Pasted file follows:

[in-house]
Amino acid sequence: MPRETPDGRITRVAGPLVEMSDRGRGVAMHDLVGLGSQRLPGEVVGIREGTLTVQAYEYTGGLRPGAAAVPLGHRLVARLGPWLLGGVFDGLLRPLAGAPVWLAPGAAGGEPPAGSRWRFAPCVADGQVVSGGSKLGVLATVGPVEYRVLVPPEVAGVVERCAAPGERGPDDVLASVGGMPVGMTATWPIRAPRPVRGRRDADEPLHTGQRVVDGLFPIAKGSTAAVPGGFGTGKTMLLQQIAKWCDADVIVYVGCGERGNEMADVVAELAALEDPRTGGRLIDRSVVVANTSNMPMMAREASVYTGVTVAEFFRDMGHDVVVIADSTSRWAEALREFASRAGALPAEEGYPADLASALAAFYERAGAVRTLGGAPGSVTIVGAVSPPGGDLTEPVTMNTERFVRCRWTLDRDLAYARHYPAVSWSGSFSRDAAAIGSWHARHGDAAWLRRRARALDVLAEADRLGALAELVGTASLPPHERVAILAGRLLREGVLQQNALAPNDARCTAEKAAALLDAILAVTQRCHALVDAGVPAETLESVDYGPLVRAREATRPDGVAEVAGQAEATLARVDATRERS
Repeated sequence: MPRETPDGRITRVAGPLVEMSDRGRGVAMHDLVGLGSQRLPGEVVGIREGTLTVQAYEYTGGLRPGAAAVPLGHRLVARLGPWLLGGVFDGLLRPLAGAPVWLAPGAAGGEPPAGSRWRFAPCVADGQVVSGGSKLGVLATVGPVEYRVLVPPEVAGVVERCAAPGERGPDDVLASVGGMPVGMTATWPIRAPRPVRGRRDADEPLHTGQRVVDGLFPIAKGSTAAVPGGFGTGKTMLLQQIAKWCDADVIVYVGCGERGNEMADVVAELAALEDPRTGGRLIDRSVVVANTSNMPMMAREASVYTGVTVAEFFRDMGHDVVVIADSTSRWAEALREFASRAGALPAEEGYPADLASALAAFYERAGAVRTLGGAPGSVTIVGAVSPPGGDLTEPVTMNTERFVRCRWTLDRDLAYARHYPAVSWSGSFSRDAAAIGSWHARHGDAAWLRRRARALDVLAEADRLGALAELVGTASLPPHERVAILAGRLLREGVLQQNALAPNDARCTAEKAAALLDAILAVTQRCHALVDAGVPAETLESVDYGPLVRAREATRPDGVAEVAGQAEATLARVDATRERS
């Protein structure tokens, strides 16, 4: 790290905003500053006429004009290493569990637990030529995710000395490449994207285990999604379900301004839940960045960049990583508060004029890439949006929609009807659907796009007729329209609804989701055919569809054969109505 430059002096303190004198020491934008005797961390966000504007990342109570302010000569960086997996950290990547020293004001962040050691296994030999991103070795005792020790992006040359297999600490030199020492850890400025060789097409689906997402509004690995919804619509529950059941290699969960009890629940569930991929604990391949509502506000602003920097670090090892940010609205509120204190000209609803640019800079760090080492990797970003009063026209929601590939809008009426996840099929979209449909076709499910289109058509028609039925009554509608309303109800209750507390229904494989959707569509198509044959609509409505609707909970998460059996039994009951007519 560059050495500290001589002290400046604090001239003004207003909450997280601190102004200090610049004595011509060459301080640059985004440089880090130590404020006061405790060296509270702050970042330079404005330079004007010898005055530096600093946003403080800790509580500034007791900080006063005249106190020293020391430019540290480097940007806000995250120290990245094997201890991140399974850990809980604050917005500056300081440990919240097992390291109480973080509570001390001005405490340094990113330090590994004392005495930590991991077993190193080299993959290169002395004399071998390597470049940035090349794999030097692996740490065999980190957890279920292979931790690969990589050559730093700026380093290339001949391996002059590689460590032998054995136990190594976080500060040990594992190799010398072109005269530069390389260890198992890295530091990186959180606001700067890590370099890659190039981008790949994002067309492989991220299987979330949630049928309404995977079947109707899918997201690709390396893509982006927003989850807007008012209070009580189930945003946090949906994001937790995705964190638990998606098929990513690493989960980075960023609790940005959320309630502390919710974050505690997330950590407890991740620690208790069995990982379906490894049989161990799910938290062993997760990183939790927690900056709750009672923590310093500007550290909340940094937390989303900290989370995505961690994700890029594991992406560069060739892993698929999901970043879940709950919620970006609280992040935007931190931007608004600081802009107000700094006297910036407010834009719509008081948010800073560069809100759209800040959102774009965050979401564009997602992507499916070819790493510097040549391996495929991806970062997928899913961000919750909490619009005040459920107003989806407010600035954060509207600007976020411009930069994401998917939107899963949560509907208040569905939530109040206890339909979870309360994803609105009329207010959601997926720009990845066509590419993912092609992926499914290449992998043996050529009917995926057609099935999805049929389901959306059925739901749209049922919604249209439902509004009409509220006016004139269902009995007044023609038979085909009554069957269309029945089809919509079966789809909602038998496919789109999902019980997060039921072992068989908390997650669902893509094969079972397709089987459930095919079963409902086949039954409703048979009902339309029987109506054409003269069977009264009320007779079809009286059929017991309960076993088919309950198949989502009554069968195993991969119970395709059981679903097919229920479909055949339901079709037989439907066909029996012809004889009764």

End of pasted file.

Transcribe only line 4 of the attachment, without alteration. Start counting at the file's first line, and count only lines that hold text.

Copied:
């Protein structure tokens, strides 16, 4: 790290905003500053006429004009290493569990637990030529995710000395490449994207285990999604379900301004839940960045960049990583508060004029890439949006929609009807659907796009007729329209609804989701055919569809054969109505 430059002096303190004198020491934008005797961390966000504007990342109570302010000569960086997996950290990547020293004001962040050691296994030999991103070795005792020790992006040359297999600490030199020492850890400025060789097409689906997402509004690995919804619509529950059941290699969960009890629940569930991929604990391949509502506000602003920097670090090892940010609205509120204190000209609803640019800079760090080492990797970003009063026209929601590939809008009426996840099929979209449909076709499910289109058509028609039925009554509608309303109800209750507390229904494989959707569509198509044959609509409505609707909970998460059996039994009951007519 560059050495500290001589002290400046604090001239003004207003909450997280601190102004200090610049004595011509060459301080640059985004440089880090130590404020006061405790060296509270702050970042330079404005330079004007010898005055530096600093946003403080800790509580500034007791900080006063005249106190020293020391430019540290480097940007806000995250120290990245094997201890991140399974850990809980604050917005500056300081440990919240097992390291109480973080509570001390001005405490340094990113330090590994004392005495930590991991077993190193080299993959290169002395004399071998390597470049940035090349794999030097692996740490065999980190957890279920292979931790690969990589050559730093700026380093290339001949391996002059590689460590032998054995136990190594976080500060040990594992190799010398072109005269530069390389260890198992890295530091990186959180606001700067890590370099890659190039981008790949994002067309492989991220299987979330949630049928309404995977079947109707899918997201690709390396893509982006927003989850807007008012209070009580189930945003946090949906994001937790995705964190638990998606098929990513690493989960980075960023609790940005959320309630502390919710974050505690997330950590407890991740620690208790069995990982379906490894049989161990799910938290062993997760990183939790927690900056709750009672923590310093500007550290909340940094937390989303900290989370995505961690994700890029594991992406560069060739892993698929999901970043879940709950919620970006609280992040935007931190931007608004600081802009107000700094006297910036407010834009719509008081948010800073560069809100759209800040959102774009965050979401564009997602992507499916070819790493510097040549391996495929991806970062997928899913961000919750909490619009005040459920107003989806407010600035954060509207600007976020411009930069994401998917939107899963949560509907208040569905939530109040206890339909979870309360994803609105009329207010959601997926720009990845066509590419993912092609992926499914290449992998043996050529009917995926057609099935999805049929389901959306059925739901749209049922919604249209439902509004009409509220006016004139269902009995007044023609038979085909009554069957269309029945089809919509079966789809909602038998496919789109999902019980997060039921072992068989908390997650669902893509094969079972397709089987459930095919079963409902086949039954409703048979009902339309029987109506054409003269069977009264009320007779079809009286059929017991309960076993088919309950198949989502009554069968195993991969119970395709059981679903097919229920479909055949339901079709037989439907066909029996012809004889009764």